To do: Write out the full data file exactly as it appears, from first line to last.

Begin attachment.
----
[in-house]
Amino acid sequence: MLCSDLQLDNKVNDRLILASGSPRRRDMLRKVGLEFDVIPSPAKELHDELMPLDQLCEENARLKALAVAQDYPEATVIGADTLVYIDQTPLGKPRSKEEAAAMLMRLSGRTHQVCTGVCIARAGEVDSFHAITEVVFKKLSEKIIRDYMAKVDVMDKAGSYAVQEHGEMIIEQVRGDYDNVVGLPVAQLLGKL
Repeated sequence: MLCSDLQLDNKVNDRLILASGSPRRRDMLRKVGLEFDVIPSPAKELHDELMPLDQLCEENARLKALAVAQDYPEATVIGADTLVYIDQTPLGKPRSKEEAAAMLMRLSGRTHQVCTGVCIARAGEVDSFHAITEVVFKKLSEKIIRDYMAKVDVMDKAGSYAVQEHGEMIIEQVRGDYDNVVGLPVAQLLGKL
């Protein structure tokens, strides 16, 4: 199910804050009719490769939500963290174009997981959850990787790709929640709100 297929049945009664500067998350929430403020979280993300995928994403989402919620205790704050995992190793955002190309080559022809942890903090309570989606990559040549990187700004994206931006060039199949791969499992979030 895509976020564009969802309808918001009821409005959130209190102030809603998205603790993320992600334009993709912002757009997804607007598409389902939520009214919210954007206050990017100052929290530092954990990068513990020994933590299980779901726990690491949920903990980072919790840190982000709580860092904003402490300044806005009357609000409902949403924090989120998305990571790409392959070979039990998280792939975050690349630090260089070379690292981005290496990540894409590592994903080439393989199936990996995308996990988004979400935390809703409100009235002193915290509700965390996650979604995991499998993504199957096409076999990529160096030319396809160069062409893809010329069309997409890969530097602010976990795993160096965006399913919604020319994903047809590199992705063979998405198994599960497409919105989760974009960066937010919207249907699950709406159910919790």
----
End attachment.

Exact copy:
[in-house]
Amino acid sequence: MLCSDLQLDNKVNDRLILASGSPRRRDMLRKVGLEFDVIPSPAKELHDELMPLDQLCEENARLKALAVAQDYPEATVIGADTLVYIDQTPLGKPRSKEEAAAMLMRLSGRTHQVCTGVCIARAGEVDSFHAITEVVFKKLSEKIIRDYMAKVDVMDKAGSYAVQEHGEMIIEQVRGDYDNVVGLPVAQLLGKL
Repeated sequence: MLCSDLQLDNKVNDRLILASGSPRRRDMLRKVGLEFDVIPSPAKELHDELMPLDQLCEENARLKALAVAQDYPEATVIGADTLVYIDQTPLGKPRSKEEAAAMLMRLSGRTHQVCTGVCIARAGEVDSFHAITEVVFKKLSEKIIRDYMAKVDVMDKAGSYAVQEHGEMIIEQVRGDYDNVVGLPVAQLLGKL
């Protein structure tokens, strides 16, 4: 199910804050009719490769939500963290174009997981959850990787790709929640709100 297929049945009664500067998350929430403020979280993300995928994403989402919620205790704050995992190793955002190309080559022809942890903090309570989606990559040549990187700004994206931006060039199949791969499992979030 895509976020564009969802309808918001009821409005959130209190102030809603998205603790993320992600334009993709912002757009997804607007598409389902939520009214919210954007206050990017100052929290530092954990990068513990020994933590299980779901726990690491949920903990980072919790840190982000709580860092904003402490300044806005009357609000409902949403924090989120998305990571790409392959070979039990998280792939975050690349630090260089070379690292981005290496990540894409590592994903080439393989199936990996995308996990988004979400935390809703409100009235002193915290509700965390996650979604995991499998993504199957096409076999990529160096030319396809160069062409893809010329069309997409890969530097602010976990795993160096965006399913919604020319994903047809590199992705063979998405198994599960497409919105989760974009960066937010919207249907699950709406159910919790």